I want to apologize for the lack of blog posts over the last couple of weeks. We had a death in our family and have been dealing with all that goes with that situation. I hope to be back in the saddle with posts back to normal next week. For now, here are a look at some of the ag law stories in the news this last week of April.
* WOTUS Ruling Not Coming Anytime Soon. Ag Professional recently published an article discussing the likely timeline for a decision on the numerous pending legal challenges to the EPA’s new “Waters of the United States” definition regarding the Clean Water Act. There are numerous issues involved in the cases being decided, including what court has the proper jurisdiction to hear the challenge, and whether the rule is unconstitutionally broad and vague. Many legal scholars also seem to think it likely that the dispute may end up before the United States Supreme Court before all is said and done. [Read article here.]
* Texas Groundwater District Denies Application for Water Transfer. The Middle Pecos Groundwater District voted last week to indefinitely table a permit request filed by Republic Water Company who would serve as the middle man between water rights owner, Fort Stockton Holdings, and an interested buyer, the City of Odessa. Currently, a lawsuit filed by Fort Stockton Holdings is pending against the District after a similar request was denied in 2011. It was this pending litigation, board members say, that required them not to take action on the current request. Fort Stockton Holdings was not happy with this decisions, and a spokesman said the company would have dropped the pending suit if this permit was approved. [Read article here.]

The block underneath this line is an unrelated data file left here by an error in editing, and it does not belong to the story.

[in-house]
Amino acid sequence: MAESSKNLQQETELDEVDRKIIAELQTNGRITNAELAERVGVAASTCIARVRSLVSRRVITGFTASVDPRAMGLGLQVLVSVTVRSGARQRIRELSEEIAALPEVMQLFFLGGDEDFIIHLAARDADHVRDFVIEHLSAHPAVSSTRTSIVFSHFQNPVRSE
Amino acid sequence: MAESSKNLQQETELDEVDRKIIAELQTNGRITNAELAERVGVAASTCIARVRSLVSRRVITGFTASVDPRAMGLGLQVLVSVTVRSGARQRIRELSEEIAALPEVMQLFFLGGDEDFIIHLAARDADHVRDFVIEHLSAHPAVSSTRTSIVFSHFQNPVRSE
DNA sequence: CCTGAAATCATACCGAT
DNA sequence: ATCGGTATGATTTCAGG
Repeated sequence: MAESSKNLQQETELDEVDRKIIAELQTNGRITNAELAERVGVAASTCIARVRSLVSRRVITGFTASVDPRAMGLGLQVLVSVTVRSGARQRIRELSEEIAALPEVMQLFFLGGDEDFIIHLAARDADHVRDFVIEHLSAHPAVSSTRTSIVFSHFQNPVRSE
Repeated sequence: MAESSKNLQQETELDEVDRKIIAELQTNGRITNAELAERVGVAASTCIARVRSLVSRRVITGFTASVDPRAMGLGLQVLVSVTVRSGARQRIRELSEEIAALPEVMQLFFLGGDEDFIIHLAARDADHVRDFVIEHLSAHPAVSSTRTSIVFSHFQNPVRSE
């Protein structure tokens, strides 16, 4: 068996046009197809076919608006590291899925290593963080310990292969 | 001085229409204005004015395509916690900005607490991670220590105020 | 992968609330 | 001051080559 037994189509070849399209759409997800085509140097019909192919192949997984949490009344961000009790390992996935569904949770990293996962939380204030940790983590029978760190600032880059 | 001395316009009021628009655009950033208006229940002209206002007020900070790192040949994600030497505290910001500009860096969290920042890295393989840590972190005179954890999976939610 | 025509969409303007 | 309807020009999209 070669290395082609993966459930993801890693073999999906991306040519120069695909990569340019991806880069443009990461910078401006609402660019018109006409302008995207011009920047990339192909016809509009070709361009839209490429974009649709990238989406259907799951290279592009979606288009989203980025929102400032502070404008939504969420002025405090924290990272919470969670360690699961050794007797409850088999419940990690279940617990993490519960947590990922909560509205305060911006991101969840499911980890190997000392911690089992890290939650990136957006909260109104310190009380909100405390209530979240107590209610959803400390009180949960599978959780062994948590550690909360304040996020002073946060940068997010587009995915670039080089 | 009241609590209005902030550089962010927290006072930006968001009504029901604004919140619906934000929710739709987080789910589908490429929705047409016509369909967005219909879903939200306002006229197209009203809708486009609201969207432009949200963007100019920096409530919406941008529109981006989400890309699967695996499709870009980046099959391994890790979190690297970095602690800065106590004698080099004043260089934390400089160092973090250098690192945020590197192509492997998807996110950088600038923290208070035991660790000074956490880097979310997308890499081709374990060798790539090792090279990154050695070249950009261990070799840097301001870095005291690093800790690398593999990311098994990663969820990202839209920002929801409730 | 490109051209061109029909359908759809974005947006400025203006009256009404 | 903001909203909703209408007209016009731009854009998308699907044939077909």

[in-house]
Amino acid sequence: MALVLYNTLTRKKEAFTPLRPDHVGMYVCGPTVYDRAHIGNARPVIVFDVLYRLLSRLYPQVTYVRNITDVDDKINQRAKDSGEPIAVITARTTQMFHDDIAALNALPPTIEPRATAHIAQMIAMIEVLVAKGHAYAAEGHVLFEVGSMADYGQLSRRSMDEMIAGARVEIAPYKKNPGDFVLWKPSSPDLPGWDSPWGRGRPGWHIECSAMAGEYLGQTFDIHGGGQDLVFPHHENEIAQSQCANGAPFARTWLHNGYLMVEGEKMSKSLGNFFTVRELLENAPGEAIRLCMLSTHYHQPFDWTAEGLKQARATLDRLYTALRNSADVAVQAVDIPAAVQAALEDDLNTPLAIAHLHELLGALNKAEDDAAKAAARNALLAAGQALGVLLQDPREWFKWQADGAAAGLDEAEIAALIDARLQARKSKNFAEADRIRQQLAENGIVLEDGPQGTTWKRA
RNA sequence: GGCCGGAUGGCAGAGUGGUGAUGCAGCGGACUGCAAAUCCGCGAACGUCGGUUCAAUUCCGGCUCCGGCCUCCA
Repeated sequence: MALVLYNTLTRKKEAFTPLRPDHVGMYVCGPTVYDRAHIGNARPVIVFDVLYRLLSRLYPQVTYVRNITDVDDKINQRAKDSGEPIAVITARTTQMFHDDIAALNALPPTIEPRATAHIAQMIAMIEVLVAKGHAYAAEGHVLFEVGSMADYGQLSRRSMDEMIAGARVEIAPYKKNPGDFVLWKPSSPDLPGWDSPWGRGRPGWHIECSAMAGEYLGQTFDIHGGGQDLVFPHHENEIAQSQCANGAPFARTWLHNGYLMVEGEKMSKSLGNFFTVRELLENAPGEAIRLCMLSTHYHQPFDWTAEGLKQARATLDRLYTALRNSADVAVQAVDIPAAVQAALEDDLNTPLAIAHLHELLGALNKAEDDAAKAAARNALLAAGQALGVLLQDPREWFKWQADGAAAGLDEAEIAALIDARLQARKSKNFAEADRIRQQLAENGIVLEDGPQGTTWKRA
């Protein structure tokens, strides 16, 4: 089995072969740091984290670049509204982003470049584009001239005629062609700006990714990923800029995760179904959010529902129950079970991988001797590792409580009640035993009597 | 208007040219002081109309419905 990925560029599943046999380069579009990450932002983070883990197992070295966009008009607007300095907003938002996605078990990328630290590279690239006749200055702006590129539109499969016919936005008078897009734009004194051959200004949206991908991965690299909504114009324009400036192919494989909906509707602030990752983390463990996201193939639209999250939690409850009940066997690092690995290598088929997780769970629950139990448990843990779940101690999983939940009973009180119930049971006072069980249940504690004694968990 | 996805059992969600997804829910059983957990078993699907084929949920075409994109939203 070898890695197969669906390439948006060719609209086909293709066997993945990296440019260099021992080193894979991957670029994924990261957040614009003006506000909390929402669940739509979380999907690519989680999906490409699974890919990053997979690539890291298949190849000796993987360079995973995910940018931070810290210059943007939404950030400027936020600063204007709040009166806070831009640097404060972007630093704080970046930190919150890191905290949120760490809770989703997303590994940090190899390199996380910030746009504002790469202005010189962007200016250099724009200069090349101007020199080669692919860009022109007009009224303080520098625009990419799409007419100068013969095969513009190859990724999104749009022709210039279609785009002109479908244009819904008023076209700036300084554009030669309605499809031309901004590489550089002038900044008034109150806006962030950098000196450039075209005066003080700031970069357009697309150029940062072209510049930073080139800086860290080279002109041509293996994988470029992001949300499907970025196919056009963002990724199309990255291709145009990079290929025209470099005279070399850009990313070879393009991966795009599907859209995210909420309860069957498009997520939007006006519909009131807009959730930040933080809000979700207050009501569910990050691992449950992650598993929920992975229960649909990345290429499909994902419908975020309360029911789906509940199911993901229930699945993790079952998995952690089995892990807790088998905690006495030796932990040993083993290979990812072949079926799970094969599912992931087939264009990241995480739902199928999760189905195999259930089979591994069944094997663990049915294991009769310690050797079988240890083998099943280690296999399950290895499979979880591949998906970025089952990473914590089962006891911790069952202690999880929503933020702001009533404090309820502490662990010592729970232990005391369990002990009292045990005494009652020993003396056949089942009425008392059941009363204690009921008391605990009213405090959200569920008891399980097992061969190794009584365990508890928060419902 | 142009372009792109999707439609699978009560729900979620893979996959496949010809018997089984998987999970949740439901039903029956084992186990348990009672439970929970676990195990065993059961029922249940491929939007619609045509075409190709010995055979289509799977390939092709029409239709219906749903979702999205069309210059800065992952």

* Supreme Court Ruled for Montana in Water Law Dispute. In March, the United States Supreme Court sided with Montana over Wyoming in a dispute over water on the Tongue and Powder Rivers. Previously, a trial was held before a Court-appointed Special Master who found that Wyoming did, in fact, violate the Compact. The Court upheld the Special Master’s findings. At issue in this dispute is Montana’s claim that Wyoming violated a 1950’s Compact by withdrawing too much water from the rivers. The case will now be sent back to the Special Master to calculate damages owed. [Read article here.]